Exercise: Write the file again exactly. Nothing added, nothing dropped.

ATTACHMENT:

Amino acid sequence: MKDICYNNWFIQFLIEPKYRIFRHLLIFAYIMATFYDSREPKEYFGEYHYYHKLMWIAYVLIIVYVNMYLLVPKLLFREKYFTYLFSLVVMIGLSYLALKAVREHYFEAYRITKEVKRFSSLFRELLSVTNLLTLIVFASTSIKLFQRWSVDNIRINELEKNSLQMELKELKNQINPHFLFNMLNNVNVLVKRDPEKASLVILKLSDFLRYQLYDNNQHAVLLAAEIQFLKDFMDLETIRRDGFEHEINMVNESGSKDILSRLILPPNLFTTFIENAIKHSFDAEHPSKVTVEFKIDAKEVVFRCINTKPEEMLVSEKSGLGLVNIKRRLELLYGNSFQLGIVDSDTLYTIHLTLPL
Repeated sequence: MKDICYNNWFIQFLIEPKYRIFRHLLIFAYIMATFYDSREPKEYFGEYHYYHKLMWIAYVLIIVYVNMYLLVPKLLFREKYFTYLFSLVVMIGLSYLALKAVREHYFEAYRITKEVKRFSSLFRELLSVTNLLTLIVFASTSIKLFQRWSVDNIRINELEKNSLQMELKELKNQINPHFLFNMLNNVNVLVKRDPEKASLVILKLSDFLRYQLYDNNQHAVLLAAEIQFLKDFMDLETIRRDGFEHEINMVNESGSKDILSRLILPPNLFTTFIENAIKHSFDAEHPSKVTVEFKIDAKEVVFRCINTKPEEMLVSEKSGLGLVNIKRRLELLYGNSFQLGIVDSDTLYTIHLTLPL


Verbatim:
Amino acid sequence: MKDICYNNWFIQFLIEPKYRIFRHLLIFAYIMATFYDSREPKEYFGEYHYYHKLMWIAYVLIIVYVNMYLLVPKLLFREKYFTYLFSLVVMIGLSYLALKAVREHYFEAYRITKEVKRFSSLFRELLSVTNLLTLIVFASTSIKLFQRWSVDNIRINELEKNSLQMELKELKNQINPHFLFNMLNNVNVLVKRDPEKASLVILKLSDFLRYQLYDNNQHAVLLAAEIQFLKDFMDLETIRRDGFEHEINMVNESGSKDILSRLILPPNLFTTFIENAIKHSFDAEHPSKVTVEFKIDAKEVVFRCINTKPEEMLVSEKSGLGLVNIKRRLELLYGNSFQLGIVDSDTLYTIHLTLPL
Repeated sequence: MKDICYNNWFIQFLIEPKYRIFRHLLIFAYIMATFYDSREPKEYFGEYHYYHKLMWIAYVLIIVYVNMYLLVPKLLFREKYFTYLFSLVVMIGLSYLALKAVREHYFEAYRITKEVKRFSSLFRELLSVTNLLTLIVFASTSIKLFQRWSVDNIRINELEKNSLQMELKELKNQINPHFLFNMLNNVNVLVKRDPEKASLVILKLSDFLRYQLYDNNQHAVLLAAEIQFLKDFMDLETIRRDGFEHEINMVNESGSKDILSRLILPPNLFTTFIENAIKHSFDAEHPSKVTVEFKIDAKEVVFRCINTKPEEMLVSEKSGLGLVNIKRRLELLYGNSFQLGIVDSDTLYTIHLTLPL